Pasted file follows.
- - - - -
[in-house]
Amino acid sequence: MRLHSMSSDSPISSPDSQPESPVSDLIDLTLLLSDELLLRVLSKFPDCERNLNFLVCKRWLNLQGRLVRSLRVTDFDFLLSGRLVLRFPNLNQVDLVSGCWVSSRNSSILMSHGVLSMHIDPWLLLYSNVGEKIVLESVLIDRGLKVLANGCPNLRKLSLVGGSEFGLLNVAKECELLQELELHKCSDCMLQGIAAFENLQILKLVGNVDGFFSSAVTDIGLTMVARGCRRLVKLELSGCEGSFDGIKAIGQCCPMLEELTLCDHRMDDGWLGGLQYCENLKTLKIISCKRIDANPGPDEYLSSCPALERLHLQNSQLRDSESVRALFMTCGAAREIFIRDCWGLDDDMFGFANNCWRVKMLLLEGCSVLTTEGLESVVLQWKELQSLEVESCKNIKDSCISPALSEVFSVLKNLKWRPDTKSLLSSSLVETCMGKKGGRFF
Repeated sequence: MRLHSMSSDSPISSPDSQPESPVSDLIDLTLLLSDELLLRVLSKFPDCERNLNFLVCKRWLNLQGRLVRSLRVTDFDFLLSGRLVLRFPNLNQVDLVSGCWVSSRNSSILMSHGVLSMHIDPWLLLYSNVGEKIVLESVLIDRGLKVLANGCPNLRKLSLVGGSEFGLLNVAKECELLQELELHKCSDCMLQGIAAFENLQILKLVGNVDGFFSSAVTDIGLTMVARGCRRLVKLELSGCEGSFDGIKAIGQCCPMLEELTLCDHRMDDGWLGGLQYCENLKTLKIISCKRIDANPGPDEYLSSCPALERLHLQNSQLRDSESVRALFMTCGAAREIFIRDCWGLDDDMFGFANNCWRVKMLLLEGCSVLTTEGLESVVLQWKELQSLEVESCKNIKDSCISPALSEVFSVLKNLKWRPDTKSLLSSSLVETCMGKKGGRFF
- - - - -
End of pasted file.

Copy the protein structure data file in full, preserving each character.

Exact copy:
[in-house]
Amino acid sequence: MRLHSMSSDSPISSPDSQPESPVSDLIDLTLLLSDELLLRVLSKFPDCERNLNFLVCKRWLNLQGRLVRSLRVTDFDFLLSGRLVLRFPNLNQVDLVSGCWVSSRNSSILMSHGVLSMHIDPWLLLYSNVGEKIVLESVLIDRGLKVLANGCPNLRKLSLVGGSEFGLLNVAKECELLQELELHKCSDCMLQGIAAFENLQILKLVGNVDGFFSSAVTDIGLTMVARGCRRLVKLELSGCEGSFDGIKAIGQCCPMLEELTLCDHRMDDGWLGGLQYCENLKTLKIISCKRIDANPGPDEYLSSCPALERLHLQNSQLRDSESVRALFMTCGAAREIFIRDCWGLDDDMFGFANNCWRVKMLLLEGCSVLTTEGLESVVLQWKELQSLEVESCKNIKDSCISPALSEVFSVLKNLKWRPDTKSLLSSSLVETCMGKKGGRFF
Repeated sequence: MRLHSMSSDSPISSPDSQPESPVSDLIDLTLLLSDELLLRVLSKFPDCERNLNFLVCKRWLNLQGRLVRSLRVTDFDFLLSGRLVLRFPNLNQVDLVSGCWVSSRNSSILMSHGVLSMHIDPWLLLYSNVGEKIVLESVLIDRGLKVLANGCPNLRKLSLVGGSEFGLLNVAKECELLQELELHKCSDCMLQGIAAFENLQILKLVGNVDGFFSSAVTDIGLTMVARGCRRLVKLELSGCEGSFDGIKAIGQCCPMLEELTLCDHRMDDGWLGGLQYCENLKTLKIISCKRIDANPGPDEYLSSCPALERLHLQNSQLRDSESVRALFMTCGAAREIFIRDCWGLDDDMFGFANNCWRVKMLLLEGCSVLTTEGLESVVLQWKELQSLEVESCKNIKDSCISPALSEVFSVLKNLKWRPDTKSLLSSSLVETCMGKKGGRFF